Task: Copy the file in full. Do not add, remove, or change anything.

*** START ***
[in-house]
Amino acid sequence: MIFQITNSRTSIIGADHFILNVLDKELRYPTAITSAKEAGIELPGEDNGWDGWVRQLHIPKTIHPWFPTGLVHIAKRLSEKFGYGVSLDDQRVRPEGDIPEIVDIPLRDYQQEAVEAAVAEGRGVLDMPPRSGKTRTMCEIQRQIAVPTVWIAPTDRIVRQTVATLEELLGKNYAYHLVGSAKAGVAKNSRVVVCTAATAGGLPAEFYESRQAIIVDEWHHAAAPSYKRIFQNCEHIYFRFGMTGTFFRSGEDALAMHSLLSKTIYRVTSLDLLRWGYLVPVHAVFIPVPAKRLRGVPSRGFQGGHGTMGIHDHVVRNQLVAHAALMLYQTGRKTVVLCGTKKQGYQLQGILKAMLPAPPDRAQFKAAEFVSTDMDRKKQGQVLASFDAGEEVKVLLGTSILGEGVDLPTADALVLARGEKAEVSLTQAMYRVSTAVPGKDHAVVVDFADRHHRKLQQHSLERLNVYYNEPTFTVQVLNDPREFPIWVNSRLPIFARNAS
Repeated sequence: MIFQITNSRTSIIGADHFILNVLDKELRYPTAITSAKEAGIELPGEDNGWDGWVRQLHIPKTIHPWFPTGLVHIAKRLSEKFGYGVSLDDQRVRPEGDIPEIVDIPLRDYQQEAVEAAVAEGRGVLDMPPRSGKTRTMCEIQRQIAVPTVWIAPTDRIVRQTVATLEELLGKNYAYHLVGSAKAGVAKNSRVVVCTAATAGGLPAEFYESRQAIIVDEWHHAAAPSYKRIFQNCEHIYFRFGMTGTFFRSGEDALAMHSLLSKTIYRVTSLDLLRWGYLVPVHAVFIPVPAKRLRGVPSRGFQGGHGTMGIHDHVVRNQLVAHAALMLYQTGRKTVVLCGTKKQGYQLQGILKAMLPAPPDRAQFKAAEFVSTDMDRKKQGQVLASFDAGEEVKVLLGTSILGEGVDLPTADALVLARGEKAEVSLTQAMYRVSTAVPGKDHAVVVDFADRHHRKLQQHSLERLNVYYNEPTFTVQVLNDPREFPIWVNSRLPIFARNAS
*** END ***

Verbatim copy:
[in-house]
Amino acid sequence: MIFQITNSRTSIIGADHFILNVLDKELRYPTAITSAKEAGIELPGEDNGWDGWVRQLHIPKTIHPWFPTGLVHIAKRLSEKFGYGVSLDDQRVRPEGDIPEIVDIPLRDYQQEAVEAAVAEGRGVLDMPPRSGKTRTMCEIQRQIAVPTVWIAPTDRIVRQTVATLEELLGKNYAYHLVGSAKAGVAKNSRVVVCTAATAGGLPAEFYESRQAIIVDEWHHAAAPSYKRIFQNCEHIYFRFGMTGTFFRSGEDALAMHSLLSKTIYRVTSLDLLRWGYLVPVHAVFIPVPAKRLRGVPSRGFQGGHGTMGIHDHVVRNQLVAHAALMLYQTGRKTVVLCGTKKQGYQLQGILKAMLPAPPDRAQFKAAEFVSTDMDRKKQGQVLASFDAGEEVKVLLGTSILGEGVDLPTADALVLARGEKAEVSLTQAMYRVSTAVPGKDHAVVVDFADRHHRKLQQHSLERLNVYYNEPTFTVQVLNDPREFPIWVNSRLPIFARNAS
Repeated sequence: MIFQITNSRTSIIGADHFILNVLDKELRYPTAITSAKEAGIELPGEDNGWDGWVRQLHIPKTIHPWFPTGLVHIAKRLSEKFGYGVSLDDQRVRPEGDIPEIVDIPLRDYQQEAVEAAVAEGRGVLDMPPRSGKTRTMCEIQRQIAVPTVWIAPTDRIVRQTVATLEELLGKNYAYHLVGSAKAGVAKNSRVVVCTAATAGGLPAEFYESRQAIIVDEWHHAAAPSYKRIFQNCEHIYFRFGMTGTFFRSGEDALAMHSLLSKTIYRVTSLDLLRWGYLVPVHAVFIPVPAKRLRGVPSRGFQGGHGTMGIHDHVVRNQLVAHAALMLYQTGRKTVVLCGTKKQGYQLQGILKAMLPAPPDRAQFKAAEFVSTDMDRKKQGQVLASFDAGEEVKVLLGTSILGEGVDLPTADALVLARGEKAEVSLTQAMYRVSTAVPGKDHAVVVDFADRHHRKLQQHSLERLNVYYNEPTFTVQVLNDPREFPIWVNSRLPIFARNAS